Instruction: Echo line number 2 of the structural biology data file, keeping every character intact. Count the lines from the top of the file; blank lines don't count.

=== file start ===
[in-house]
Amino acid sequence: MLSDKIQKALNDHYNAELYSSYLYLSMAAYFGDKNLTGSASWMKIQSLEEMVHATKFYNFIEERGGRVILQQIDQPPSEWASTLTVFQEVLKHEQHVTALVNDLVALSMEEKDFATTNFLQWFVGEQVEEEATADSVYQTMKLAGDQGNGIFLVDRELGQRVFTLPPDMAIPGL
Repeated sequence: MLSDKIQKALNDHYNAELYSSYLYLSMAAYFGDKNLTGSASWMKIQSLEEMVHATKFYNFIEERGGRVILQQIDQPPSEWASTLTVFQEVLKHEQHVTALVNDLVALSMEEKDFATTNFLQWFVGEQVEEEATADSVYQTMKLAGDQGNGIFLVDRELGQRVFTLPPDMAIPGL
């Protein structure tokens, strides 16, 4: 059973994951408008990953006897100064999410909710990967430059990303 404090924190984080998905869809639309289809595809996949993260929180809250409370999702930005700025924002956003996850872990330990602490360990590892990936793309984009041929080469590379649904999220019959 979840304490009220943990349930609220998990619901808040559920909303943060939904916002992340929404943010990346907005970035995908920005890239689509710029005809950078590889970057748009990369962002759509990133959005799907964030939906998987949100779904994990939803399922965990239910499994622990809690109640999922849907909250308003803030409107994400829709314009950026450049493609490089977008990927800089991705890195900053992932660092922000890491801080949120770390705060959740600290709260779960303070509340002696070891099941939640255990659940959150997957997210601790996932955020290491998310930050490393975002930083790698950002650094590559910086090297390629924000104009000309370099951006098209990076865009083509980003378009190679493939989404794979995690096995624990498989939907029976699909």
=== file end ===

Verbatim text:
Amino acid sequence: MLSDKIQKALNDHYNAELYSSYLYLSMAAYFGDKNLTGSASWMKIQSLEEMVHATKFYNFIEERGGRVILQQIDQPPSEWASTLTVFQEVLKHEQHVTALVNDLVALSMEEKDFATTNFLQWFVGEQVEEEATADSVYQTMKLAGDQGNGIFLVDRELGQRVFTLPPDMAIPGL